In Search of Thoreau’s Flowers: An Exploration of Change and Loss

Cyanotype images of flowers on black background.Artwork by Leah Sobsey for “In Search of Thoreau’s Flowers: An Exploration of Change and Loss” exhibition, Harvard Museum of Natural History, Digitized cyanotype

Cyanotype images of flowers on black background with a gold frame..
Artwork by Leah Sobsey for “In Search of Thoreau’s Flowers: An Exploration of Change and Loss” exhibition, Harvard Museum of Natural History, Cyanotype on glass with 23K gold
Opening Saturday, May 14, In Search of Thoreau’s Flowers: An Exploration of Change and Loss is an immersive multidisciplinary experience that marries art and science through a modern artistic interpretation of Henry David Thoreau’s preserved plants. Thoreau was prolific in his practice of collecting botanical samples and plants are important indicators of how our world is responding to climate change.  Long preserved in the Harvard University Herbaria, 648 specimens serve as the foundation of this new exhibition. The digitization of the specimens, and others in the Herbaria collection, are now allowing broader access to scholars and citizen scientists, in turn welcoming new domains of scholarship. 

The exhibition invites visitors to experience emotionally resonant connections to the profound loss of natural diversity caused by human-induced climate change. The exhibition urges us to ask, “What do Thoreau’s findings tell us about what plants are winning, and what plants are losing, in the face of climate change today?”

Exhibition is open through November 2023

Video still of Thoreau's flowers
Artwork by Robin Vuchnich for “In Search of Thoreau’s Flowers: An Exploration of Change and Loss” exhibition, Harvard Museum of Natural History, Video still

Robin Vuchnich, a new media artist, user experience designer, and an Assistant Professor of the Practice at North Carolina State University, leveraged the digitized specimens to craft an immersive experience in the gallery theater. Animations of the herbarium images and soundscapes recorded at Walden Pond offer a compelling visual experience that features scientific data about species in decline.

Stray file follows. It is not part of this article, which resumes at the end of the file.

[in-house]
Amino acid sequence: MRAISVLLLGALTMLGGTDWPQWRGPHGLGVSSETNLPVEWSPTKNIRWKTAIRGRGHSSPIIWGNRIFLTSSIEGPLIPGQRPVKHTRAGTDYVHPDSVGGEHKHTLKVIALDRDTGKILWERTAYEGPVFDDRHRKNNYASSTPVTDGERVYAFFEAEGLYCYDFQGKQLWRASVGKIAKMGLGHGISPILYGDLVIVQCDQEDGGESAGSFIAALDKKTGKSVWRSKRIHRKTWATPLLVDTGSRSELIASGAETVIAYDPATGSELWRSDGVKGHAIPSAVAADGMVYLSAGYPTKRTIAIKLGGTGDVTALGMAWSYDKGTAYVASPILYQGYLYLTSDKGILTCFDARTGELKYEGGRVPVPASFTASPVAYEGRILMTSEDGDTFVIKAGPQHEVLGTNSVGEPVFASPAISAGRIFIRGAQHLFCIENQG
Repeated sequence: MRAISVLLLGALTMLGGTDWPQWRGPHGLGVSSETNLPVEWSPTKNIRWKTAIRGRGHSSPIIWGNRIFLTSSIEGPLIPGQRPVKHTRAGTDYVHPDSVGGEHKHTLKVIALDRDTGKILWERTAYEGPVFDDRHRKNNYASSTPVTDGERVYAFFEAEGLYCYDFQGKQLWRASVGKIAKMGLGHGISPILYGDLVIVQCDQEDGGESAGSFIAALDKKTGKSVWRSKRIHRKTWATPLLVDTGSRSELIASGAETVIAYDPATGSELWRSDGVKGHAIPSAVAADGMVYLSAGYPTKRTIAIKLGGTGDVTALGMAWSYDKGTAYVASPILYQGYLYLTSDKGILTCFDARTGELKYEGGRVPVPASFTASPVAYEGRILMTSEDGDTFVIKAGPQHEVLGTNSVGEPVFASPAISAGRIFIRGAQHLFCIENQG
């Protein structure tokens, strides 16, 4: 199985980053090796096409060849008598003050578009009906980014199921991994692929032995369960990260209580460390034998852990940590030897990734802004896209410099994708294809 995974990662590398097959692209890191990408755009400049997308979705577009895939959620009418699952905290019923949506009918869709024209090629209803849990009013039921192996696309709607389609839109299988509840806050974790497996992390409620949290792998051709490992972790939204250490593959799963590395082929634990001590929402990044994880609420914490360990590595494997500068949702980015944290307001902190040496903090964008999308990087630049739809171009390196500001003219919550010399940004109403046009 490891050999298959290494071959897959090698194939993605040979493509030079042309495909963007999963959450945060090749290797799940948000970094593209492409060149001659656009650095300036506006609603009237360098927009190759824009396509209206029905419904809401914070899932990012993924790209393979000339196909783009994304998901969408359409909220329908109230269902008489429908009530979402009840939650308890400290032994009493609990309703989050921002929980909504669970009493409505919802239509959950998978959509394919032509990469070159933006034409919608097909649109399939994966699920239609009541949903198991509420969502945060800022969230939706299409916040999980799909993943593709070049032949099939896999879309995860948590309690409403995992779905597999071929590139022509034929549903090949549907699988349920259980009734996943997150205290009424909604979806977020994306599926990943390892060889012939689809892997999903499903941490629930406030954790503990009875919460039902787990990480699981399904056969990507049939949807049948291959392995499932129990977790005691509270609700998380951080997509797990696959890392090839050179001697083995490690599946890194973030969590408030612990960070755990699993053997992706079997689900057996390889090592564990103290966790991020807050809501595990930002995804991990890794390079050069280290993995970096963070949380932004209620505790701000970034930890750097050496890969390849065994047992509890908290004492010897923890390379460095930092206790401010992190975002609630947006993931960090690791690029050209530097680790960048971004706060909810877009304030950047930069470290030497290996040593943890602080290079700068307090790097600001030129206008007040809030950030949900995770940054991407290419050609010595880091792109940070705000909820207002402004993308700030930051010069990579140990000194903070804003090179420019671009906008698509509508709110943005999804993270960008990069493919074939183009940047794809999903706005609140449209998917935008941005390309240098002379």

Leah Sobsey, Artist, Curator, Associate Professor of Photography, and Director of the Gatewood Gallery at the University of North Carolina, Greensboro, created a luminous series of large-scale plant portraits using cyanotype on glass backed with 23k gold, a nineteenth-century photographic process that relies on UV light to create a distinctive Prussian blue tone. Additionally, Sobsey utilized all 648 digitized Thoreau samples, creating a stunning wallpaper consisting of original cyanotypes and digital imagery that tells a story of the survival and decline of plant specimens.

 

Scholars Dr. Charles Davis, Curator of Vascular Plants, Harvard University Herbaria; Dr. Marsha Gordon, Professor, North Carolina State University; and Dr. Emily Meineke, Assistant Professor, University of California, Davis, inform the exhibition’s scientific dimensions and intellectual framework. Together, scholars Davis, Gordon, and Meineke worked in collaboration with artists Sobsey and Vuchnich to shape the vision for and experience of this multi-sensory exhibition.

 

Shop sustainable masks, pillow covers, and hand towels featuring cyanotype prints of Thoreau’s Specimens at LEA Studios.

Learn more about the exhibition by listening to our recent HMSC Connects! podcast featuring a conversation between host Jennifer Berglund, biologist Emily Meineke, and artists Robin Vuchnich and Leah Sobsey.


Read the press release for In Search of Thoreau's Flowers: An Exploration of Change and Loss.